Hey there, newcomer! ¡Bienvenido a Miami! Our beaches are a year-round paradise, and our water is tranquil. Ibiza trembles with envy at our clubs. Anthony Bourdain lies awake at night, tormented by the sheer power of our restaurant scene. Everyone is attractive as hell.
Oh, and also literally no one here cares about anyone else. Probably should mention that part too!
Miamians' basic indifference to the welfare of their neighbors is an obvious fact to anyone who has survived rush hour on the Palmetto or a scrum for street parking in South Beach. But now it's been scientifically quantified.
A new survey out today shows Miami came nearly last in a ranking of America's "most caring" metropolises. Of the 100 largest metro areas, the Magic City came in 93rd. In case you suspect the suburbs of Dade County are a bit more charitable, they're not: Hialeah came in 92nd.
"Caring" isn't an easy judgment to rank, but WalletHub compiled its list by crunching a host of data its experts believe adds up to a snapshot of basic human compassion.
The study was split into three categories: caring for the community, the vulnerable, and the workforce.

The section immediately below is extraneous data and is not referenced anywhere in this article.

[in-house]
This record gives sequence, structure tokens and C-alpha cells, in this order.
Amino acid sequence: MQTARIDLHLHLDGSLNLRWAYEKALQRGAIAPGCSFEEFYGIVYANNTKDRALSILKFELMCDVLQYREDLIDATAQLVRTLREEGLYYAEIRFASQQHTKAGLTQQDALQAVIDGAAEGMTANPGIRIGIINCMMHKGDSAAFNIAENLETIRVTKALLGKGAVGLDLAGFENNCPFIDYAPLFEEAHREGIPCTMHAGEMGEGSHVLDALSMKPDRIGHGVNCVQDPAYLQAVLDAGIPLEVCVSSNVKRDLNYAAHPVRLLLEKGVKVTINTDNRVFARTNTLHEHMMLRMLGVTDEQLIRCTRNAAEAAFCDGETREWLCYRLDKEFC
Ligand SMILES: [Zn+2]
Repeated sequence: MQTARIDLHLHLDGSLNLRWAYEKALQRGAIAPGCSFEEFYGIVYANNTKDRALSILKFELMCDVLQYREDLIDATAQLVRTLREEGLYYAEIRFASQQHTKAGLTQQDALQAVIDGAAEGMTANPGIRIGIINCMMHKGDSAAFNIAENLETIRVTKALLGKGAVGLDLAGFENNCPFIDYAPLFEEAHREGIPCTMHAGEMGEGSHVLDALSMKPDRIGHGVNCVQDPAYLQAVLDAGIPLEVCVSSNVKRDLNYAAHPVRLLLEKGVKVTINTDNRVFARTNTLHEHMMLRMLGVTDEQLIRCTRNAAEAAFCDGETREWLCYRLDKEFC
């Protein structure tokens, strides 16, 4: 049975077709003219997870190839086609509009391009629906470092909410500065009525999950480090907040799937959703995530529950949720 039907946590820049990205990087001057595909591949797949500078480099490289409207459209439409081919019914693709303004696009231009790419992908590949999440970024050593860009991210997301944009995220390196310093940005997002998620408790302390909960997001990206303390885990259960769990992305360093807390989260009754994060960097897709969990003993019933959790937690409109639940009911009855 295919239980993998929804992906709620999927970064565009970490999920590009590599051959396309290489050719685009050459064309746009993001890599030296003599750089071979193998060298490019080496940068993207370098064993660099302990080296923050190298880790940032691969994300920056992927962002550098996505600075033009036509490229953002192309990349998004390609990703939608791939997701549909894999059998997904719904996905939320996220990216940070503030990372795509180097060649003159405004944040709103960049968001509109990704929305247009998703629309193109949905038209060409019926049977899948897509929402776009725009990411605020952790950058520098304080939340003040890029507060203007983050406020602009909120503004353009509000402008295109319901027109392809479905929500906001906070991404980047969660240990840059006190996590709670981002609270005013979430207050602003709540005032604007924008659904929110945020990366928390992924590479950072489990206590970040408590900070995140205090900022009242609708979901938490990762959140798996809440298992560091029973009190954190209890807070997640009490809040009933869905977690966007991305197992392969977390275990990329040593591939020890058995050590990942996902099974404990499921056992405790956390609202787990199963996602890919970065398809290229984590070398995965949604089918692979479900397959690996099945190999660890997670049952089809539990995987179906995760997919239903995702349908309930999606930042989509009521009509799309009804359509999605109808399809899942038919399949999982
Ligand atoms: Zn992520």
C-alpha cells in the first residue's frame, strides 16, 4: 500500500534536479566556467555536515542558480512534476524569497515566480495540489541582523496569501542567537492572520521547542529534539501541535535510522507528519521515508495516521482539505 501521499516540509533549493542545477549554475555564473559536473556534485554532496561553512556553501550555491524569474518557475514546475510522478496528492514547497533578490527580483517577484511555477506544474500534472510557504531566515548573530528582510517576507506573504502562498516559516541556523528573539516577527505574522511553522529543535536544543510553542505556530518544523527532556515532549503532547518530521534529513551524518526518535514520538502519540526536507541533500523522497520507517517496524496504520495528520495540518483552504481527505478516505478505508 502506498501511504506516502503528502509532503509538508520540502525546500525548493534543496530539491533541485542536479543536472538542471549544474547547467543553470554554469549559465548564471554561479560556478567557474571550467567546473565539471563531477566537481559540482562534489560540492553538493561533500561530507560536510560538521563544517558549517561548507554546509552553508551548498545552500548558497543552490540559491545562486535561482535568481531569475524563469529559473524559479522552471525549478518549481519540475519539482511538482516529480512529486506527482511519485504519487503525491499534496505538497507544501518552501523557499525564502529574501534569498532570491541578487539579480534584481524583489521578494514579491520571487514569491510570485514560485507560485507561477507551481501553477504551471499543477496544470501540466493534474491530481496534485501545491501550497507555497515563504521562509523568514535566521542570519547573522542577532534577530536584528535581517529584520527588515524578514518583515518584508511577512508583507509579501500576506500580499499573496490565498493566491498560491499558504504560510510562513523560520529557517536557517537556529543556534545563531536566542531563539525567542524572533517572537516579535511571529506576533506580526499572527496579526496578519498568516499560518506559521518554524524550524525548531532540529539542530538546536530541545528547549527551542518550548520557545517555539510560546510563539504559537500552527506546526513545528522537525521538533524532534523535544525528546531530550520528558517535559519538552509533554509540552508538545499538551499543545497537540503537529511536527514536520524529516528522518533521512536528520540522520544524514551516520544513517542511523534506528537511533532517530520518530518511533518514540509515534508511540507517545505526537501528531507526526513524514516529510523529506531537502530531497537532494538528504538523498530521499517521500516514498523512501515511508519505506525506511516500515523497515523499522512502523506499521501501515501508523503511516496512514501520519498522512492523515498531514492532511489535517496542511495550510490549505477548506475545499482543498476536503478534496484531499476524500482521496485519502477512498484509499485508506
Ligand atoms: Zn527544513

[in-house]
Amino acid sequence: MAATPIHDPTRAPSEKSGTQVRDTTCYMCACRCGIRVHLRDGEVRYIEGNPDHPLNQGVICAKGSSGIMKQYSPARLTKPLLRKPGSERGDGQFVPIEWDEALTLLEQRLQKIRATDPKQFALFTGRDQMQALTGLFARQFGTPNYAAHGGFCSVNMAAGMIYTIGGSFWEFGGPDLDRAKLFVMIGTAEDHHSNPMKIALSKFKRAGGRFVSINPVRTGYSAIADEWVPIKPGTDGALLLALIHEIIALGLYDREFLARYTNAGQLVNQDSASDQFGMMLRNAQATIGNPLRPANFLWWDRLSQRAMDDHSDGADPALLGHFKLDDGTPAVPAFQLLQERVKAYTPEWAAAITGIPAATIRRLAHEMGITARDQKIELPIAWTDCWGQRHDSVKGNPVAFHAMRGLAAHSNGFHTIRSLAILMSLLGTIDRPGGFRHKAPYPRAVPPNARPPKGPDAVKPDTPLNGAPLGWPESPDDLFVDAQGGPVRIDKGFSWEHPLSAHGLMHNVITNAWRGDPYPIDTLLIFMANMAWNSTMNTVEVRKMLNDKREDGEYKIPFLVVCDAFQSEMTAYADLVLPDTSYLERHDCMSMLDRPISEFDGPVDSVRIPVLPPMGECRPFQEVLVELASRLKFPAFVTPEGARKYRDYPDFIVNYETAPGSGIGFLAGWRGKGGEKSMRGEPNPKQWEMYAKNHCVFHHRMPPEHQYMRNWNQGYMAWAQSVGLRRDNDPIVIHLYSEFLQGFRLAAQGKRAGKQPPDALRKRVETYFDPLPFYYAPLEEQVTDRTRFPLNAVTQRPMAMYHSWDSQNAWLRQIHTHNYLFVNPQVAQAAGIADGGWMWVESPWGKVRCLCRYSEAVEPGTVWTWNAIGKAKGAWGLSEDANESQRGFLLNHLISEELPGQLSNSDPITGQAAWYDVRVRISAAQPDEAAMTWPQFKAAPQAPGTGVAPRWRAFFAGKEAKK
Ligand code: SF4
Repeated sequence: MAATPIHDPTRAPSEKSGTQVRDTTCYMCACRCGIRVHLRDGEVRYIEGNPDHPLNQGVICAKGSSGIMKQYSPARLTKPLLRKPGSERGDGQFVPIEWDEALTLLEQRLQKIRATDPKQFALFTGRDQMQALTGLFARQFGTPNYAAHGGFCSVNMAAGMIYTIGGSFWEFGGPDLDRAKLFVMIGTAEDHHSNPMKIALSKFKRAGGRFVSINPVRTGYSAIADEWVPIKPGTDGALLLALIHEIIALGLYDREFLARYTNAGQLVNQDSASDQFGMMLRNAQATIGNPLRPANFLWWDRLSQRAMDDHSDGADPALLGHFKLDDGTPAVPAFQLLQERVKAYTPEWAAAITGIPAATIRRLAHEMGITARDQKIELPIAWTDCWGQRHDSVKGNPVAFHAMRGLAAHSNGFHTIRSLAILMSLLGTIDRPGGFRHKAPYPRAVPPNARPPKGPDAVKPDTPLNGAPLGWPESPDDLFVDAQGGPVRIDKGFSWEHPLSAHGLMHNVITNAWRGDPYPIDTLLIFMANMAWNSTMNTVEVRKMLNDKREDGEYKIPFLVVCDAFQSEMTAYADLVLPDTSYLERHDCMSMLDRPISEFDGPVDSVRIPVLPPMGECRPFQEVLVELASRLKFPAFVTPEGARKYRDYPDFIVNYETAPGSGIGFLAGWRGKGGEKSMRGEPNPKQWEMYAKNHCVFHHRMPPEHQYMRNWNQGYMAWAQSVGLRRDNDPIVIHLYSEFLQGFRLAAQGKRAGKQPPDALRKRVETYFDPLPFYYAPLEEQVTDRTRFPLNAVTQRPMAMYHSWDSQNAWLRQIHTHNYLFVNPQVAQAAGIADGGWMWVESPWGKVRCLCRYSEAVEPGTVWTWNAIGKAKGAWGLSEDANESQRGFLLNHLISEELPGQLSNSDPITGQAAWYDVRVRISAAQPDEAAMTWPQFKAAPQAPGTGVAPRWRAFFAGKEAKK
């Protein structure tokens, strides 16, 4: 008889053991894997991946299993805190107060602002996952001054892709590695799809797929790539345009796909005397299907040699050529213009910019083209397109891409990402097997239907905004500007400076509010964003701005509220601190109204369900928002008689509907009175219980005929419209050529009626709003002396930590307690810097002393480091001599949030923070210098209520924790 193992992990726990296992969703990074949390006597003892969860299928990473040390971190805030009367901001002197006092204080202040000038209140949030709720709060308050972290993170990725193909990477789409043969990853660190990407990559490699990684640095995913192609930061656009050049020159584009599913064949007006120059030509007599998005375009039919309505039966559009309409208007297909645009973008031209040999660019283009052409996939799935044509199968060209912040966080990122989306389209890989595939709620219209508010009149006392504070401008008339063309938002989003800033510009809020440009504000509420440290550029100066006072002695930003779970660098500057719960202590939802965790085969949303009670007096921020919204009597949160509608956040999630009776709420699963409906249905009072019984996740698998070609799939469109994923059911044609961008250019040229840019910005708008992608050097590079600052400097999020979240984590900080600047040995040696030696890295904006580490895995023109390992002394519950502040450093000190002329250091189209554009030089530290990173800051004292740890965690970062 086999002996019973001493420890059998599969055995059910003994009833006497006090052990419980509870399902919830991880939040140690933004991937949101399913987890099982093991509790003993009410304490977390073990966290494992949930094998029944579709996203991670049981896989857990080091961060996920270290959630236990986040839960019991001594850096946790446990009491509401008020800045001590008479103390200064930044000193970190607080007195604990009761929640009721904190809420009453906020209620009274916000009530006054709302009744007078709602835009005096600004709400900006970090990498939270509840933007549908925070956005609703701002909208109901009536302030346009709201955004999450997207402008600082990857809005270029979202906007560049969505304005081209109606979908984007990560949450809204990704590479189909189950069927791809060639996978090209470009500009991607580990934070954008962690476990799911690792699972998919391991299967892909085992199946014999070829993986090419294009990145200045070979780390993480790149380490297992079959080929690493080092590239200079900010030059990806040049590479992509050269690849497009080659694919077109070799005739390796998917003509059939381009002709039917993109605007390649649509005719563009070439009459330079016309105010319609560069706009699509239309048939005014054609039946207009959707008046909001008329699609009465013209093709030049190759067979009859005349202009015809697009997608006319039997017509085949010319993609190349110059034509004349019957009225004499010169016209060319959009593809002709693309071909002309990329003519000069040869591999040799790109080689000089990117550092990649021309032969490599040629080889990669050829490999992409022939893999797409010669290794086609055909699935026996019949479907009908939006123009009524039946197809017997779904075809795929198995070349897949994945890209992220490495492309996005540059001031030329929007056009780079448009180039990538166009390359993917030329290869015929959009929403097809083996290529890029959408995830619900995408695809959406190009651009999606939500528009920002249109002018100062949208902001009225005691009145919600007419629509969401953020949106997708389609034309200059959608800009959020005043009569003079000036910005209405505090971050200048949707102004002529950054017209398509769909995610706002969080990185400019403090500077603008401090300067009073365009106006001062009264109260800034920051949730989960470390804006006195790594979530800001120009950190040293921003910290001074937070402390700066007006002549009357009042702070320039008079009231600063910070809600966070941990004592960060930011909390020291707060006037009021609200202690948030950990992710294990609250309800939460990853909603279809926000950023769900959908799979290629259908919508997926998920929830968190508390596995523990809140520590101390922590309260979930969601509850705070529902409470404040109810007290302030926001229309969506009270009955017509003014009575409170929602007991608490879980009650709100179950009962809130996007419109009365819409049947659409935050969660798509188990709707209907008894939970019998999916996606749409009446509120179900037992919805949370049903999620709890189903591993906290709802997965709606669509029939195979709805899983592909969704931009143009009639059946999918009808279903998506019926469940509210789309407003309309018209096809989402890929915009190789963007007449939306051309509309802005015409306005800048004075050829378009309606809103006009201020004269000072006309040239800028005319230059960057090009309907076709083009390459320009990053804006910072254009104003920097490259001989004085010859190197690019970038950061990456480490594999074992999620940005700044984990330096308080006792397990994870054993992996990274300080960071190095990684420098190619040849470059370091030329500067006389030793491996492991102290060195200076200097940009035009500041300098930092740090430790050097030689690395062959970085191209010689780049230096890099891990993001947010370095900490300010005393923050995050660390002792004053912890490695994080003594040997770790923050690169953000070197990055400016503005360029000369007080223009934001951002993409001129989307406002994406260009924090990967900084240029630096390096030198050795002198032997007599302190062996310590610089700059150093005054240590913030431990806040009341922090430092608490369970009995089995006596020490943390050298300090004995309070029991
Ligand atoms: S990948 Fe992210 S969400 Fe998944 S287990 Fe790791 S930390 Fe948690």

Miami fared worst in that first category, coming in second-to-last in the nation in terms of our commitment to helping the community (trailing only St. Louis). Miami and Hialeah tied for the third-least volunteering hours per capita and also ranked terribly in crime stats such as violent and property crime rates.
The 305 didn't represent much better in the other two metrics, scoring 84th place in "caring for the vulnerable" — which considered poverty rates, adoption rates, and homeless services — and notched a middling 57th in the workforce category, which looked at per capita jobs for professions such as nurses, physicians, and mental health counselors.
Of course, many of the problems highlighted in the study are so deeply entrenched that the average Miami resident can't do much to affect them. If you know how to solve skyrocketing rents, raging inequality, and a sluggish nontourism-job sector, please call your local politician immediately.
But there are plenty of other local steps everyone could take in 2017. Volunteer once in a while. Lay off your horn on the highway. Take a minute to meet your neighbors, and maybe offer a helping hand.
Or else, you know, fuck it — those beaches aren't lying on themselves, after all.
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